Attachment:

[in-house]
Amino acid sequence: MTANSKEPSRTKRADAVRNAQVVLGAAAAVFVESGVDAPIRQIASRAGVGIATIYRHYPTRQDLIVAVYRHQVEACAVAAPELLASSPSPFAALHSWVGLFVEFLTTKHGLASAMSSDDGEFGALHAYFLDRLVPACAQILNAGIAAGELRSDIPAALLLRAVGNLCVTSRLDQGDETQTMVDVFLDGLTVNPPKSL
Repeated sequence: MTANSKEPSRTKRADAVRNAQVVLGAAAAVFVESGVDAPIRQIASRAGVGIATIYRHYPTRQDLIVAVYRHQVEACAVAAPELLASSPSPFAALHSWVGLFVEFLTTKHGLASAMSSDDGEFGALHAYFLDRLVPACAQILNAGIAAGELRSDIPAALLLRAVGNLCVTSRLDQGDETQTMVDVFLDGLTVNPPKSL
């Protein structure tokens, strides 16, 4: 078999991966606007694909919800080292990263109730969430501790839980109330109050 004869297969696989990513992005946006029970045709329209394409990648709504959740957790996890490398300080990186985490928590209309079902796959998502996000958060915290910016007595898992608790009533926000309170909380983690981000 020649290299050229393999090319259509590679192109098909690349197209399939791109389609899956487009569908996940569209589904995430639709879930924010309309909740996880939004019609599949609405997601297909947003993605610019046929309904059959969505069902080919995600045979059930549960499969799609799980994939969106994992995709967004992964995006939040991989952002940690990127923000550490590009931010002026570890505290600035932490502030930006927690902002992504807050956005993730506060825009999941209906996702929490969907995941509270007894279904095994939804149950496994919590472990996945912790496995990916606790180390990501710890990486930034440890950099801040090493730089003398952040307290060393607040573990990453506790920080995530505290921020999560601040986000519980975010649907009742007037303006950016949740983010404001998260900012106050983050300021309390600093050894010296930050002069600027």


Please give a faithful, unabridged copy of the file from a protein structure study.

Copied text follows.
[in-house]
Amino acid sequence: MTANSKEPSRTKRADAVRNAQVVLGAAAAVFVESGVDAPIRQIASRAGVGIATIYRHYPTRQDLIVAVYRHQVEACAVAAPELLASSPSPFAALHSWVGLFVEFLTTKHGLASAMSSDDGEFGALHAYFLDRLVPACAQILNAGIAAGELRSDIPAALLLRAVGNLCVTSRLDQGDETQTMVDVFLDGLTVNPPKSL
Repeated sequence: MTANSKEPSRTKRADAVRNAQVVLGAAAAVFVESGVDAPIRQIASRAGVGIATIYRHYPTRQDLIVAVYRHQVEACAVAAPELLASSPSPFAALHSWVGLFVEFLTTKHGLASAMSSDDGEFGALHAYFLDRLVPACAQILNAGIAAGELRSDIPAALLLRAVGNLCVTSRLDQGDETQTMVDVFLDGLTVNPPKSL
């Protein structure tokens, strides 16, 4: 078999991966606007694909919800080292990263109730969430501790839980109330109050 004869297969696989990513992005946006029970045709329209394409990648709504959740957790996890490398300080990186985490928590209309079902796959998502996000958060915290910016007595898992608790009533926000309170909380983690981000 020649290299050229393999090319259509590679192109098909690349197209399939791109389609899956487009569908996940569209589904995430639709879930924010309309909740996880939004019609599949609405997601297909947003993605610019046929309904059959969505069902080919995600045979059930549960499969799609799980994939969106994992995709967004992964995006939040991989952002940690990127923000550490590009931010002026570890505290600035932490502030930006927690902002992504807050956005993730506060825009999941209906996702929490969907995941509270007894279904095994939804149950496994919590472990996945912790496995990916606790180390990501710890990486930034440890950099801040090493730089003398952040307290060393607040573990990453506790920080995530505290921020999560601040986000519980975010649907009742007037303006950016949740983010404001998260900012106050983050300021309390600093050894010296930050002069600027």